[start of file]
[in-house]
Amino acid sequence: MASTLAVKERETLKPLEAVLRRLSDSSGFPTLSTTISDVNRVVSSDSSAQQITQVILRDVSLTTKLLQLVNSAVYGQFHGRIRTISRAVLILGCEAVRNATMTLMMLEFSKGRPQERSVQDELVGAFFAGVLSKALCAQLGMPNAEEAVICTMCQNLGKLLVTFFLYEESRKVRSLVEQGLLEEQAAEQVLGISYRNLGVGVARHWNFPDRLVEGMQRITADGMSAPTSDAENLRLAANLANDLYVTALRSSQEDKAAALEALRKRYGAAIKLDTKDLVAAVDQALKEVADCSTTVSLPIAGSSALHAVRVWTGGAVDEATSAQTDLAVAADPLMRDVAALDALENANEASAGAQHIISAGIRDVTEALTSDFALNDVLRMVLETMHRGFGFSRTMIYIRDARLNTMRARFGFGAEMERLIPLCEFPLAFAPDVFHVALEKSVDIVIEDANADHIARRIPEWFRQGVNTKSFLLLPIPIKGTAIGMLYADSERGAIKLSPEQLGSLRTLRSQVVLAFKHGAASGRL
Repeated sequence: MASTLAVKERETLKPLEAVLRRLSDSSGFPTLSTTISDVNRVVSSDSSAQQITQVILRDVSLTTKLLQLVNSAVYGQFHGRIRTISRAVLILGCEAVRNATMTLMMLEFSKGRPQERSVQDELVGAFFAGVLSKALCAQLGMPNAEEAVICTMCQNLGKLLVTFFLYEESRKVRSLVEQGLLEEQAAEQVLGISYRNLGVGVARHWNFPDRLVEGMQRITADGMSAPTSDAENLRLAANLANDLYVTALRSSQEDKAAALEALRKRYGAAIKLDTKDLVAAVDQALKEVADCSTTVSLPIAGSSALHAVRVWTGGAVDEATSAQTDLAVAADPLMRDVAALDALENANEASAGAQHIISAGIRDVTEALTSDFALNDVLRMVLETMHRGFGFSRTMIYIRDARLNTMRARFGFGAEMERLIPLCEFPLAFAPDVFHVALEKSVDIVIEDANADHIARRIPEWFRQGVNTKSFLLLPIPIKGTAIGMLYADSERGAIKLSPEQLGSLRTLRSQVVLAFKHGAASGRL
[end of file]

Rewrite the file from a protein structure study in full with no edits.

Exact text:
[in-house]
Amino acid sequence: MASTLAVKERETLKPLEAVLRRLSDSSGFPTLSTTISDVNRVVSSDSSAQQITQVILRDVSLTTKLLQLVNSAVYGQFHGRIRTISRAVLILGCEAVRNATMTLMMLEFSKGRPQERSVQDELVGAFFAGVLSKALCAQLGMPNAEEAVICTMCQNLGKLLVTFFLYEESRKVRSLVEQGLLEEQAAEQVLGISYRNLGVGVARHWNFPDRLVEGMQRITADGMSAPTSDAENLRLAANLANDLYVTALRSSQEDKAAALEALRKRYGAAIKLDTKDLVAAVDQALKEVADCSTTVSLPIAGSSALHAVRVWTGGAVDEATSAQTDLAVAADPLMRDVAALDALENANEASAGAQHIISAGIRDVTEALTSDFALNDVLRMVLETMHRGFGFSRTMIYIRDARLNTMRARFGFGAEMERLIPLCEFPLAFAPDVFHVALEKSVDIVIEDANADHIARRIPEWFRQGVNTKSFLLLPIPIKGTAIGMLYADSERGAIKLSPEQLGSLRTLRSQVVLAFKHGAASGRL
Repeated sequence: MASTLAVKERETLKPLEAVLRRLSDSSGFPTLSTTISDVNRVVSSDSSAQQITQVILRDVSLTTKLLQLVNSAVYGQFHGRIRTISRAVLILGCEAVRNATMTLMMLEFSKGRPQERSVQDELVGAFFAGVLSKALCAQLGMPNAEEAVICTMCQNLGKLLVTFFLYEESRKVRSLVEQGLLEEQAAEQVLGISYRNLGVGVARHWNFPDRLVEGMQRITADGMSAPTSDAENLRLAANLANDLYVTALRSSQEDKAAALEALRKRYGAAIKLDTKDLVAAVDQALKEVADCSTTVSLPIAGSSALHAVRVWTGGAVDEATSAQTDLAVAADPLMRDVAALDALENANEASAGAQHIISAGIRDVTEALTSDFALNDVLRMVLETMHRGFGFSRTMIYIRDARLNTMRARFGFGAEMERLIPLCEFPLAFAPDVFHVALEKSVDIVIEDANADHIARRIPEWFRQGVNTKSFLLLPIPIKGTAIGMLYADSERGAIKLSPEQLGSLRTLRSQVVLAFKHGAASGRL